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Battle of Midway: The Legacy of the U.S. Navy's Finest Hour

Battle of Midway
Diorama by Norman Bel Geddes, depicting the torpedoing of USS Hammann (DD-412) and USS Yorktown (CV-5) by Japanese submarine I-168, during the afternoon of June 6, 1942. (Official U.S. Navy photograph)

06/01/20

By Jim Neuman
Navy Region Hawaii Public Affairs

On Sunday morning June 7, 1942, exactly six months to the day after the attack on Pearl Harbor, the sun arose on a far different world. While wreaking havoc and destroying the Allied navies, the once feared First Air Fleet of the Imperial Japanese navy prowled the Pacific Ocean, seemingly at will. Now four mighty carriers, the backbone of the Imperial Japanese fleet lay at the bottom of the sea.

Where once the United States and the free world toiled in a cloud of doubt, fear and defeat at the seemingly unstoppable Imperial Japanese juggernaut, the American people would now begin to breathe a sigh of relief and a sense of hope would begin to replace dread.

With the decisive victory of June 4, 1942, the United States Navy would begin the long struggle to roll back a proud and determined foe.

The Battle of Midway was a turning point in the war in the Pacific. As author Craig Symonds writes, “at ten o’clock that morning, the Axis powers were winning the Second World War…An hour later, the balance had shifted the other way…Though the war had three more years to run, the Imperial Japanese navy would never again initiate a strategic offensive.”

In the Battle of Midway, each Sailors’ initiative, accountability, integrity and toughness won the day.

Adm. Chester W. Nimitz exhibited bold decision-making when he chose to commit the precious few carriers remaining in the Pacific Fleet with scant but solid intelligence. This led him to believe they would catch the Imperial Japanese navy by surprise en route to their intended target. As the events unfolded and opportunity presented itself, taking a "calculated risk" and trusting each Sailor to seize the initiative was not a reckless abandon.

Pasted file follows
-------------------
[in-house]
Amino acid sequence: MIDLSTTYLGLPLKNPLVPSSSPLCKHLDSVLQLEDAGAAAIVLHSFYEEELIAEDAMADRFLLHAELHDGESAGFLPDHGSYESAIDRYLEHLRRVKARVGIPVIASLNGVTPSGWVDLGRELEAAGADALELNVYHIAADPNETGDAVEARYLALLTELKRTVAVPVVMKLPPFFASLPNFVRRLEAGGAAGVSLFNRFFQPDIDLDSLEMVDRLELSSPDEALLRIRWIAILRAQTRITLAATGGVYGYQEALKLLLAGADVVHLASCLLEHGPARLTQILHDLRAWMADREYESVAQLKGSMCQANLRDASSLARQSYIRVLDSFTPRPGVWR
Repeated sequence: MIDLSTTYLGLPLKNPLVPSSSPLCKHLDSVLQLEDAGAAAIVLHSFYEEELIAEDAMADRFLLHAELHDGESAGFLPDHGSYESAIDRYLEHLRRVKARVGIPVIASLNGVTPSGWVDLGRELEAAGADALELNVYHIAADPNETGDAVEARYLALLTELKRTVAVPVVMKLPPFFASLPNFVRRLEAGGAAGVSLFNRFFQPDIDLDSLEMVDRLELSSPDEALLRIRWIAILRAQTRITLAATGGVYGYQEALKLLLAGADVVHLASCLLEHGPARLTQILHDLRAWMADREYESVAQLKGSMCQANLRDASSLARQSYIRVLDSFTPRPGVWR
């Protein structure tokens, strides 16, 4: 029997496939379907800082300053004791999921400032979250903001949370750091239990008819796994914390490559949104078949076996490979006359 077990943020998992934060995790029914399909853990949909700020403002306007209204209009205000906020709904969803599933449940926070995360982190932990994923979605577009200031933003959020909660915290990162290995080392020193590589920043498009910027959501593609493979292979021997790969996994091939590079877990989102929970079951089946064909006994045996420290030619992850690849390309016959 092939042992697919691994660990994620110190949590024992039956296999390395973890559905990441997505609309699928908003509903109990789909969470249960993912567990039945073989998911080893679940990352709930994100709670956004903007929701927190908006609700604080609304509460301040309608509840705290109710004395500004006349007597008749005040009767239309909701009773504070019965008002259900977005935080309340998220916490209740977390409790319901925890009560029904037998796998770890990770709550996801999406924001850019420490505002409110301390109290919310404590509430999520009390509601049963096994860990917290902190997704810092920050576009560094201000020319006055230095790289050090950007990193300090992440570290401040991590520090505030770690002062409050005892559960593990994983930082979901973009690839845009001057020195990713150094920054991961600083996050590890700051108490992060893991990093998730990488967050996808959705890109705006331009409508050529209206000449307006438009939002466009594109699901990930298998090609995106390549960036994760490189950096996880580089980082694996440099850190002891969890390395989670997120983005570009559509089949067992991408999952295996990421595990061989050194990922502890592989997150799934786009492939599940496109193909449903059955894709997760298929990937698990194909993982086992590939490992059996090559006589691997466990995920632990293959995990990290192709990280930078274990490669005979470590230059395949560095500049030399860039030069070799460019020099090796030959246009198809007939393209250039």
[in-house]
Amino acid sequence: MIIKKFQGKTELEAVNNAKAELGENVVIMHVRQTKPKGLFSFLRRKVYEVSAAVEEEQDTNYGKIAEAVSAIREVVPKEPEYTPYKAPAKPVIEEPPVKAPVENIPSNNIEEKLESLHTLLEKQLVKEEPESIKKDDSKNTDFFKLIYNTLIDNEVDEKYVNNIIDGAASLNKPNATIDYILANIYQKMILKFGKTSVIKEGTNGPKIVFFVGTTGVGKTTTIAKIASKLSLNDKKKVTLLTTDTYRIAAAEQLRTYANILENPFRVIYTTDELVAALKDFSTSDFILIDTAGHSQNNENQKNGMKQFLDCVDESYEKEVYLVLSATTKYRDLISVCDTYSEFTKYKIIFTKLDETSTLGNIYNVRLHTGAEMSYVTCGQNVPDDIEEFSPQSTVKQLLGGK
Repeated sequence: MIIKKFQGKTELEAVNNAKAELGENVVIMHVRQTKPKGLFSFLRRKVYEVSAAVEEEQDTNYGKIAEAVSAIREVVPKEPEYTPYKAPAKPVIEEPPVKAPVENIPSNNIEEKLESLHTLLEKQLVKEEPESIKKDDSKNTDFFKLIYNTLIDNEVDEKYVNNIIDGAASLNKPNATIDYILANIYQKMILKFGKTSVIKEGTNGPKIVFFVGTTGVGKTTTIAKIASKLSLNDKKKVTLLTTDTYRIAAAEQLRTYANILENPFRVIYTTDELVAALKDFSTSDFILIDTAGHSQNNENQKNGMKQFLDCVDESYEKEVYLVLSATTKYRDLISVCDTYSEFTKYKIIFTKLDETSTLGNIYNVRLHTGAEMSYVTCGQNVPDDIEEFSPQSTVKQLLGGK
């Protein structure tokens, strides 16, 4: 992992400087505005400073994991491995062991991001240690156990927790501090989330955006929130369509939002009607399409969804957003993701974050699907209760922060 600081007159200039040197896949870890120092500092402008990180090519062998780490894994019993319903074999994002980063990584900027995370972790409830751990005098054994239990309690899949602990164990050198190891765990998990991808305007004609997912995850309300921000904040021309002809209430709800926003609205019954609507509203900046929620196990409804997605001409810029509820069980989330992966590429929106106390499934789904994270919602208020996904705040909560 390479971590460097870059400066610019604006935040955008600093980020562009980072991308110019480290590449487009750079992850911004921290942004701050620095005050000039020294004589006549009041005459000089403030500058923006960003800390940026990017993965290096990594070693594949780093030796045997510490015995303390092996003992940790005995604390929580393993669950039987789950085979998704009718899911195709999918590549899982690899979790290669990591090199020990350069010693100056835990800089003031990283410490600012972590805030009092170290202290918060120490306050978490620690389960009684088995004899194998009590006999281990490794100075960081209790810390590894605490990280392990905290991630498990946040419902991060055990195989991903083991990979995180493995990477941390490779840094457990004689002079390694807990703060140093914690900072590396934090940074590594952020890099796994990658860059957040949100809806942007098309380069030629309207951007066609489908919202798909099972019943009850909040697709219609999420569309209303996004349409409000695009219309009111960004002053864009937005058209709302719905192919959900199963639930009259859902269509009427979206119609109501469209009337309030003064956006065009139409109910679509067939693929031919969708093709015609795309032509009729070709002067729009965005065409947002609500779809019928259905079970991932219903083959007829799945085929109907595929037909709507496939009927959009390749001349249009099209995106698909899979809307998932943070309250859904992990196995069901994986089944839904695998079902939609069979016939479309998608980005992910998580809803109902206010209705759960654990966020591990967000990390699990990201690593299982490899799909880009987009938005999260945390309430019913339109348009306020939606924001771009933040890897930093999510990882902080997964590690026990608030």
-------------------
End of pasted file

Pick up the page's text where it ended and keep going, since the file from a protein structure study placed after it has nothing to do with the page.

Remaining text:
Black shoe and brown shoe Sailors fought and won the battle. Surface warriors like Adm. Raymond Spruance fought alongside Adm. William Halsey’s chief of staff, Capt. Miles Browning. Spruance’s character and sense of personal accountability led him to rely heavily on Browning’s judgement as an aviator in what would become arguably the greatest naval air-battle in history.

We will never forget the valiant attack of the VT squadrons who flew into the face of near-certain death, refusing to flee danger until they had launched their torpedoes.  Without a single hit scored

in the attacks, a few survived. Their actions would cause enough distraction for the enemy to allow dive-bombers to reign down the destruction that ended Imperial Japanese naval supremacy in a matter of moments.

Once again, historian Craig Symonds writes, “Every single officer, from Nimitz down to the plane pushers on the decks, played a role in what happened.  History is not something that happens around us while we are doing our job, history is the job we are doing.”

Sailors raised on the traditions of the past, who embraced those values of integrity, accountability and toughness who seized the initiative and won the greatest naval battle since Trafalgar by so doing changed the course of history.

This is the legacy of the United States Navy at the Battle of Midway.

A virtual ceremony to mark the 78th anniversary will be held on June 5 at 9 a.m. at the Lone Sailor statue on the grounds of the Pearl Harbor Visitor Center.  The ceremony will include remarks from Rear Adm. Robb Chadwick, commander, Navy Region Hawaii; live music from the Pacific Fleet Band and a wreath presentation which will be available via live stream on CNRH Facebook at www. facebook.com/NavyRegionHawaii.

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